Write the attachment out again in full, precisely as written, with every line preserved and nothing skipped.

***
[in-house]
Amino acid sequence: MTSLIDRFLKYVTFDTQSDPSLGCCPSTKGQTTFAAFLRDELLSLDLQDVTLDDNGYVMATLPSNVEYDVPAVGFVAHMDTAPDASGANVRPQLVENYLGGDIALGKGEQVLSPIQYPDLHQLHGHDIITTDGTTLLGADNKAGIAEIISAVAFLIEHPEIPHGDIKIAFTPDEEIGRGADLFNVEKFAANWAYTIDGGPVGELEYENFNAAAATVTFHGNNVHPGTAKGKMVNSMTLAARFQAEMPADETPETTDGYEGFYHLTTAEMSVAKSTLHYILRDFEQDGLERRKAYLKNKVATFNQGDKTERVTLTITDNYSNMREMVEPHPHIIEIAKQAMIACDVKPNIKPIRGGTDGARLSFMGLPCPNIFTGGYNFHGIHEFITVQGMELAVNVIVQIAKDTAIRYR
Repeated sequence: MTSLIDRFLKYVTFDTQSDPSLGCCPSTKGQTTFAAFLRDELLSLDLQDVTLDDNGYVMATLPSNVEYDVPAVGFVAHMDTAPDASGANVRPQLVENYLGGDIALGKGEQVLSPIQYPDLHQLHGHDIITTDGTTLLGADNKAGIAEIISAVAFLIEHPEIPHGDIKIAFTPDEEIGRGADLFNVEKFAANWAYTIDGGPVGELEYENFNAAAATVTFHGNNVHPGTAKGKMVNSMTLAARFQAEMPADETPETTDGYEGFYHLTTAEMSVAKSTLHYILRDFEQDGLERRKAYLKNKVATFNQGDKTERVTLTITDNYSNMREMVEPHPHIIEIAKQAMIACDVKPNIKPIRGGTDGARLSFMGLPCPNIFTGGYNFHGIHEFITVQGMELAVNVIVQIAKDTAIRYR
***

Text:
[in-house]
Amino acid sequence: MTSLIDRFLKYVTFDTQSDPSLGCCPSTKGQTTFAAFLRDELLSLDLQDVTLDDNGYVMATLPSNVEYDVPAVGFVAHMDTAPDASGANVRPQLVENYLGGDIALGKGEQVLSPIQYPDLHQLHGHDIITTDGTTLLGADNKAGIAEIISAVAFLIEHPEIPHGDIKIAFTPDEEIGRGADLFNVEKFAANWAYTIDGGPVGELEYENFNAAAATVTFHGNNVHPGTAKGKMVNSMTLAARFQAEMPADETPETTDGYEGFYHLTTAEMSVAKSTLHYILRDFEQDGLERRKAYLKNKVATFNQGDKTERVTLTITDNYSNMREMVEPHPHIIEIAKQAMIACDVKPNIKPIRGGTDGARLSFMGLPCPNIFTGGYNFHGIHEFITVQGMELAVNVIVQIAKDTAIRYR
Repeated sequence: MTSLIDRFLKYVTFDTQSDPSLGCCPSTKGQTTFAAFLRDELLSLDLQDVTLDDNGYVMATLPSNVEYDVPAVGFVAHMDTAPDASGANVRPQLVENYLGGDIALGKGEQVLSPIQYPDLHQLHGHDIITTDGTTLLGADNKAGIAEIISAVAFLIEHPEIPHGDIKIAFTPDEEIGRGADLFNVEKFAANWAYTIDGGPVGELEYENFNAAAATVTFHGNNVHPGTAKGKMVNSMTLAARFQAEMPADETPETTDGYEGFYHLTTAEMSVAKSTLHYILRDFEQDGLERRKAYLKNKVATFNQGDKTERVTLTITDNYSNMREMVEPHPHIIEIAKQAMIACDVKPNIKPIRGGTDGARLSFMGLPCPNIFTGGYNFHGIHEFITVQGMELAVNVIVQIAKDTAIRYR